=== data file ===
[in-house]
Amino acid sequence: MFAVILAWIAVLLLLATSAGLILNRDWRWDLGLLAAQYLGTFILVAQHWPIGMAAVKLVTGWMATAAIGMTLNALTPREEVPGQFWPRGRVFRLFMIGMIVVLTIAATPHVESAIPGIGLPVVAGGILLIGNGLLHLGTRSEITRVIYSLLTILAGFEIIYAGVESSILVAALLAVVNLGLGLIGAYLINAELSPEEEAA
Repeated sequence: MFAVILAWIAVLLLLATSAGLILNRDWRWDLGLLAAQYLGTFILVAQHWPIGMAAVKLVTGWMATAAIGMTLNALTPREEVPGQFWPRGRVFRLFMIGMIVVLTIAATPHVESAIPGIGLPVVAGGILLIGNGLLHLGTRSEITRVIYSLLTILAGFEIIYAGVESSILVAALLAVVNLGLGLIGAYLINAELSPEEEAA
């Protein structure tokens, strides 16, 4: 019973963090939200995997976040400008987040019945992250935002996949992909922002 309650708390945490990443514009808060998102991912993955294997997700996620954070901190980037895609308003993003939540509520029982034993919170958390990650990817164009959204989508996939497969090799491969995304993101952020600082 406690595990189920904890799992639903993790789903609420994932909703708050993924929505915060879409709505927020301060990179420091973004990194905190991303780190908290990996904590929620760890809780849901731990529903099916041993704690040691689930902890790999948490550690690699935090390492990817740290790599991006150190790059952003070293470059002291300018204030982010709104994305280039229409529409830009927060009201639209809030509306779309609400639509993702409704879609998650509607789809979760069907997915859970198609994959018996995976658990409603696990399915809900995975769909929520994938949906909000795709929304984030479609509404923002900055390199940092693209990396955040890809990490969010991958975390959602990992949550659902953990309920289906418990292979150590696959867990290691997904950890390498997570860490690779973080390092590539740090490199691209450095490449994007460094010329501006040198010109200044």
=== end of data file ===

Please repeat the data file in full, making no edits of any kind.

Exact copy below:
[in-house]
Amino acid sequence: MFAVILAWIAVLLLLATSAGLILNRDWRWDLGLLAAQYLGTFILVAQHWPIGMAAVKLVTGWMATAAIGMTLNALTPREEVPGQFWPRGRVFRLFMIGMIVVLTIAATPHVESAIPGIGLPVVAGGILLIGNGLLHLGTRSEITRVIYSLLTILAGFEIIYAGVESSILVAALLAVVNLGLGLIGAYLINAELSPEEEAA
Repeated sequence: MFAVILAWIAVLLLLATSAGLILNRDWRWDLGLLAAQYLGTFILVAQHWPIGMAAVKLVTGWMATAAIGMTLNALTPREEVPGQFWPRGRVFRLFMIGMIVVLTIAATPHVESAIPGIGLPVVAGGILLIGNGLLHLGTRSEITRVIYSLLTILAGFEIIYAGVESSILVAALLAVVNLGLGLIGAYLINAELSPEEEAA
């Protein structure tokens, strides 16, 4: 019973963090939200995997976040400008987040019945992250935002996949992909922002 309650708390945490990443514009808060998102991912993955294997997700996620954070901190980037895609308003993003939540509520029982034993919170958390990650990817164009959204989508996939497969090799491969995304993101952020600082 406690595990189920904890799992639903993790789903609420994932909703708050993924929505915060879409709505927020301060990179420091973004990194905190991303780190908290990996904590929620760890809780849901731990529903099916041993704690040691689930902890790999948490550690690699935090390492990817740290790599991006150190790059952003070293470059002291300018204030982010709104994305280039229409529409830009927060009201639209809030509306779309609400639509993702409704879609998650509607789809979760069907997915859970198609994959018996995976658990409603696990399915809900995975769909929520994938949906909000795709929304984030479609509404923002900055390199940092693209990396955040890809990490969010991958975390959602990992949550659902953990309920289906418990292979150590696959867990290691997904950890390498997570860490690779973080390092590539740090490199691209450095490449994007460094010329501006040198010109200044």